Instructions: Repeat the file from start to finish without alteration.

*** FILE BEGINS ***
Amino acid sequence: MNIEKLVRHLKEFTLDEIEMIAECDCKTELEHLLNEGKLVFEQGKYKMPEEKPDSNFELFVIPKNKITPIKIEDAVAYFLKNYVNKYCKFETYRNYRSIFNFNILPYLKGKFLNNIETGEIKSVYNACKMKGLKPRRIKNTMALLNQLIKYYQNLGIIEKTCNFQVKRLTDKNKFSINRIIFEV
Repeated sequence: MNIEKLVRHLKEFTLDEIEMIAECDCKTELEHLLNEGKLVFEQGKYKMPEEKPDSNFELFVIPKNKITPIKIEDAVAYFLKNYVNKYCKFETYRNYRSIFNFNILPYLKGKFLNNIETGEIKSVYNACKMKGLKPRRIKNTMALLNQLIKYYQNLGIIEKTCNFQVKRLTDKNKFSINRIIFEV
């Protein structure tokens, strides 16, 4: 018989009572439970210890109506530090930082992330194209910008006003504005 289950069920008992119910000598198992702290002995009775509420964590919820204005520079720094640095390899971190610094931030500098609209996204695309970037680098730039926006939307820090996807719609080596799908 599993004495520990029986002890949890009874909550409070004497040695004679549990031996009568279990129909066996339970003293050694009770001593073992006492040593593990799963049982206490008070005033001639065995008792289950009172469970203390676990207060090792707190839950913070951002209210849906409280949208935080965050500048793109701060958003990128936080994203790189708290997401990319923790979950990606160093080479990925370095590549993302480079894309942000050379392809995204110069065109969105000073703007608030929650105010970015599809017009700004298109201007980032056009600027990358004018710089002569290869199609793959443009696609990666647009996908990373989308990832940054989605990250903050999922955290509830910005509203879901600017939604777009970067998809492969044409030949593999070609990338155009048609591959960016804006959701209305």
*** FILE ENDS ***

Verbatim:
Amino acid sequence: MNIEKLVRHLKEFTLDEIEMIAECDCKTELEHLLNEGKLVFEQGKYKMPEEKPDSNFELFVIPKNKITPIKIEDAVAYFLKNYVNKYCKFETYRNYRSIFNFNILPYLKGKFLNNIETGEIKSVYNACKMKGLKPRRIKNTMALLNQLIKYYQNLGIIEKTCNFQVKRLTDKNKFSINRIIFEV
Repeated sequence: MNIEKLVRHLKEFTLDEIEMIAECDCKTELEHLLNEGKLVFEQGKYKMPEEKPDSNFELFVIPKNKITPIKIEDAVAYFLKNYVNKYCKFETYRNYRSIFNFNILPYLKGKFLNNIETGEIKSVYNACKMKGLKPRRIKNTMALLNQLIKYYQNLGIIEKTCNFQVKRLTDKNKFSINRIIFEV
């Protein structure tokens, strides 16, 4: 018989009572439970210890109506530090930082992330194209910008006003504005 289950069920008992119910000598198992702290002995009775509420964590919820204005520079720094640095390899971190610094931030500098609209996204695309970037680098730039926006939307820090996807719609080596799908 599993004495520990029986002890949890009874909550409070004497040695004679549990031996009568279990129909066996339970003293050694009770001593073992006492040593593990799963049982206490008070005033001639065995008792289950009172469970203390676990207060090792707190839950913070951002209210849906409280949208935080965050500048793109701060958003990128936080994203790189708290997401990319923790979950990606160093080479990925370095590549993302480079894309942000050379392809995204110069065109969105000073703007608030929650105010970015599809017009700004298109201007980032056009600027990358004018710089002569290869199609793959443009696609990666647009996908990373989308990832940054989605990250903050999922955290509830910005509203879901600017939604777009970067998809492969044409030949593999070609990338155009048609591959960016804006959701209305």